Not well. Of course, you have to hold people’s hands through that process. That is undeniable. It always has to happen. I think that what it comes back to is giving them the real deal, not sugarcoating it. Saying, ‘Look, I was soldering plates to my own batteries for this meeting, because they forgot to send me the right batteries,’ or the batteries didn’t work. Telling them that you were there late into the night, making sure it worked for their presentation. Then, them knowing; that’s part of the realness. I always think that in the US, there’s a little too much jargon. It gets thrown around, and I just end up switching off. People appreciate you telling them real stories about what’s happening. Yes, it’s holding their hand, but it’s also giving them a real slap in the face if they need it. 

Can you think of an instance when an agency relationship has been over-the-top additive in a project? Where they went above and beyond to succeed? What happened?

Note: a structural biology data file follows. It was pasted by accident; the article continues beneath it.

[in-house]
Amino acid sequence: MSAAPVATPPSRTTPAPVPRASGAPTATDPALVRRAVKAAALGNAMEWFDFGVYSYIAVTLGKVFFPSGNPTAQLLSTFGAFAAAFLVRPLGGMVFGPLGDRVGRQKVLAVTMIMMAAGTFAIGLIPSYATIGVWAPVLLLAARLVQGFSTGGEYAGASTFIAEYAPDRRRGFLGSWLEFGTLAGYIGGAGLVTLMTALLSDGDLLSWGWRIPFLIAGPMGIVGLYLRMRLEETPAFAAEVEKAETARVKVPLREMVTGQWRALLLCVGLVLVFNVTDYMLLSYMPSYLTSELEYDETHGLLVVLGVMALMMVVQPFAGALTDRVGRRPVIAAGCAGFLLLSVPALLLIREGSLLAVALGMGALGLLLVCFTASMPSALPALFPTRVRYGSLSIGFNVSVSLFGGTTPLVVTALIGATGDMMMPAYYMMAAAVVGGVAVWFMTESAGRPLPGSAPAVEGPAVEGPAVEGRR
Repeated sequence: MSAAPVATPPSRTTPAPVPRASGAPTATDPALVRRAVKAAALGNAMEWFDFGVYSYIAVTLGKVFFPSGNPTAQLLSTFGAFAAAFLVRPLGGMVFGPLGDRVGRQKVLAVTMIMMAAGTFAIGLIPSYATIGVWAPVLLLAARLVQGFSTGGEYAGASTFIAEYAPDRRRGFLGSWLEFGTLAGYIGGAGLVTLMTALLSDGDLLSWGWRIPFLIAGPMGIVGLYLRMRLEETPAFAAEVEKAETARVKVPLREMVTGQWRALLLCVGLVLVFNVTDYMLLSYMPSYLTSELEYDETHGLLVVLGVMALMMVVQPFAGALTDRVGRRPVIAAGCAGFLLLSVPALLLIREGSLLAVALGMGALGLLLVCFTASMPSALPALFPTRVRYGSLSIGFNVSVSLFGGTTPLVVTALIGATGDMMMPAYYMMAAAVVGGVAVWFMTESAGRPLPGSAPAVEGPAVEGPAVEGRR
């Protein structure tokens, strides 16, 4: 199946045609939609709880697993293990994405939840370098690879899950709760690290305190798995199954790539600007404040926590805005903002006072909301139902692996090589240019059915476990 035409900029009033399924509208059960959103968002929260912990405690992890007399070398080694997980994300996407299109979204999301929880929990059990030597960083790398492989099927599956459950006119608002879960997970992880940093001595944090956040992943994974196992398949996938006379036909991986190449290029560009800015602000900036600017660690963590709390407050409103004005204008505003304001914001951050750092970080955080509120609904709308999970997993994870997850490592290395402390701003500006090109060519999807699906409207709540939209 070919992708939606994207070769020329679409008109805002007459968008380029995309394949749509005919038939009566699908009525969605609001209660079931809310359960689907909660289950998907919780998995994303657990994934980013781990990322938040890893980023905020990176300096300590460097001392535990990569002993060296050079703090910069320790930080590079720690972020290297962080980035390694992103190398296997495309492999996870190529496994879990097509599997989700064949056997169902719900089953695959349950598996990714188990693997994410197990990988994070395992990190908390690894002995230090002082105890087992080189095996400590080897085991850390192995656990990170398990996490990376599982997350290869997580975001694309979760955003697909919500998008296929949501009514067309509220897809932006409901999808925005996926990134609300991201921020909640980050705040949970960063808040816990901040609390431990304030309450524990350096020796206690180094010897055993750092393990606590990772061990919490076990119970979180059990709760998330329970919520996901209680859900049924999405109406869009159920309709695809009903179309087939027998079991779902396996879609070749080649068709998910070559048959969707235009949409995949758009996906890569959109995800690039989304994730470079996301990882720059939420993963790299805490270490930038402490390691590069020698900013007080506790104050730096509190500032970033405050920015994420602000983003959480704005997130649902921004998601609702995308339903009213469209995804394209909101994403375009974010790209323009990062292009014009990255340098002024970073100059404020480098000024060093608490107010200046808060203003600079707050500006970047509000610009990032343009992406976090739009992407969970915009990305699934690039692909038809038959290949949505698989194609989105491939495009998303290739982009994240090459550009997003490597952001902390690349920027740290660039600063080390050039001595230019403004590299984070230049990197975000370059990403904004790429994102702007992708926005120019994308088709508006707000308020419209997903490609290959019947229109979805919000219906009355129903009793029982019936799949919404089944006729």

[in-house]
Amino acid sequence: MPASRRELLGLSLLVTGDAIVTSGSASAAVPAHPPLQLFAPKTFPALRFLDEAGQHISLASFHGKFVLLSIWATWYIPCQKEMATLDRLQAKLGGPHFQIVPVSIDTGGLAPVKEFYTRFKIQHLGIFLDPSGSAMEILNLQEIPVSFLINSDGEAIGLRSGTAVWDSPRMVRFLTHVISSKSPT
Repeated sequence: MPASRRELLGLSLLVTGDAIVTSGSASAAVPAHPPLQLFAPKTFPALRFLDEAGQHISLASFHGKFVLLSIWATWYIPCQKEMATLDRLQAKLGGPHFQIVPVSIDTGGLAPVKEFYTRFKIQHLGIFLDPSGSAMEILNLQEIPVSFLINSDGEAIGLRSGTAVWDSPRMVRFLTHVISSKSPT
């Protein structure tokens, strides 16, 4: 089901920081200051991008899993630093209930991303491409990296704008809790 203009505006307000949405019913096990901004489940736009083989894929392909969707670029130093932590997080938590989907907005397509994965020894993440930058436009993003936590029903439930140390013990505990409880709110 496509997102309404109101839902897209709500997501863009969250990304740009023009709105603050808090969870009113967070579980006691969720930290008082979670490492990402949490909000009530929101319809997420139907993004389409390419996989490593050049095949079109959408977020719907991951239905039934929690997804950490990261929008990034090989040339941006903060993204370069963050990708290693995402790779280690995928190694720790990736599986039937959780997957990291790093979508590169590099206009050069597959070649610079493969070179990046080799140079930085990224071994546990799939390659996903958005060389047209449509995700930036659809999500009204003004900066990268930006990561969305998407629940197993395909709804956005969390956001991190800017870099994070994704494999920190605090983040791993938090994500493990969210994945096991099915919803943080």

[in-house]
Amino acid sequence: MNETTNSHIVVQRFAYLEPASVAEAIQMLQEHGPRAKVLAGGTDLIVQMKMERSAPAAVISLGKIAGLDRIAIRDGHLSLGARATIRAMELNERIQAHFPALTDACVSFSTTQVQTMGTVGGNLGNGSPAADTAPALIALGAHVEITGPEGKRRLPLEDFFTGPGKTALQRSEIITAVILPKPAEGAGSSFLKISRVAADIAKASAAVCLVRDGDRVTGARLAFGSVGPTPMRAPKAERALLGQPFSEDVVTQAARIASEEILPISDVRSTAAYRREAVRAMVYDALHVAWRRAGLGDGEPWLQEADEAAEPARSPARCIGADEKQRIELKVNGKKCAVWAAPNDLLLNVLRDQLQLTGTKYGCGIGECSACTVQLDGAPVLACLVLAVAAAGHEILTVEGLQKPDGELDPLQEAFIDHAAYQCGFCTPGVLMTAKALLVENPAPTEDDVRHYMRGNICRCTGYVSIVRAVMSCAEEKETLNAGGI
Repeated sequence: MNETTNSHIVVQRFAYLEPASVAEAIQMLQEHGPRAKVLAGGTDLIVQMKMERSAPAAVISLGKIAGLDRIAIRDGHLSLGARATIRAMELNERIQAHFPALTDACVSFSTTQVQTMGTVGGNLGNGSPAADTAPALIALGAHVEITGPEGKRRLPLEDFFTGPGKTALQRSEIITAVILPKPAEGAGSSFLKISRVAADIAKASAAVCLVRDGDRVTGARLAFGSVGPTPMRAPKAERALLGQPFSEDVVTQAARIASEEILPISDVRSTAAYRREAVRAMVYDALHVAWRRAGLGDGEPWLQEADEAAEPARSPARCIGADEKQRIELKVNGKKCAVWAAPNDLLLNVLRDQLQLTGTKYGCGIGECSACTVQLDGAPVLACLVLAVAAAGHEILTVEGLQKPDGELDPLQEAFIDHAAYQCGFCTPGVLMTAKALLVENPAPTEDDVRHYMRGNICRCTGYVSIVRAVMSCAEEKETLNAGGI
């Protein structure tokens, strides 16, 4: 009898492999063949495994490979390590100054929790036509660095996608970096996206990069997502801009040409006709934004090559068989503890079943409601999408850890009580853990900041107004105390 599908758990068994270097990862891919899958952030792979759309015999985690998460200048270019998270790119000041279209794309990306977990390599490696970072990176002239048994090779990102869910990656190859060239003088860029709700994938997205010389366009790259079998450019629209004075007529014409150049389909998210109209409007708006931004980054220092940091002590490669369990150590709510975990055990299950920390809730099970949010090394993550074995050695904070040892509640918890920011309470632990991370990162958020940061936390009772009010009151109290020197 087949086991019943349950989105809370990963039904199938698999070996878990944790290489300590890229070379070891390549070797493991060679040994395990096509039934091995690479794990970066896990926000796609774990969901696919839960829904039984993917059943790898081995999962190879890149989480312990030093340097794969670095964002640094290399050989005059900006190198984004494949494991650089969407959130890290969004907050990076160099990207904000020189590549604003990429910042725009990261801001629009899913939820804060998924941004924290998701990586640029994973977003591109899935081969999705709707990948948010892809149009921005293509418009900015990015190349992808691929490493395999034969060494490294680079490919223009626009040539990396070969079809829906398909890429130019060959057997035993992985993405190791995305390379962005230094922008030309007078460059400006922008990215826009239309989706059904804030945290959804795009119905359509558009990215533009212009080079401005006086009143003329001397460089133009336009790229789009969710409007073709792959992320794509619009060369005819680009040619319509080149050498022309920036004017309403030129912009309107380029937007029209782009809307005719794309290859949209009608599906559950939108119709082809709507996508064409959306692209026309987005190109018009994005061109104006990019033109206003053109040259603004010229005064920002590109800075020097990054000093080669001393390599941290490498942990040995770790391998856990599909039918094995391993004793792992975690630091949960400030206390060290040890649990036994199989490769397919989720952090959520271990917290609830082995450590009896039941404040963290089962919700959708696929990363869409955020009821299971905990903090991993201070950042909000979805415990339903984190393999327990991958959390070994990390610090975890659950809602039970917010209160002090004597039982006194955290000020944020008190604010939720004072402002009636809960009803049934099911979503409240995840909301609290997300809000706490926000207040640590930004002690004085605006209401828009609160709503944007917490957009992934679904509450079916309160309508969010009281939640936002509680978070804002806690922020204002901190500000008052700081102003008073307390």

On a personal relationship side, definitely. There are some amazing boutique agencies in NYC that have gone above and beyond, they’ve been very supportive, they get it. They believe in what we’re trying to do. It wasn’t necessarily on a project. We’ve worked with agencies here in the US, but most of our agency work has come either from the UK or Australia. In the US we’ve gone direct to client more. That’s always interesting. But it’s something you sometimes have to do. 

What would you say the biggest difference is working directly with brands? How does mindset change?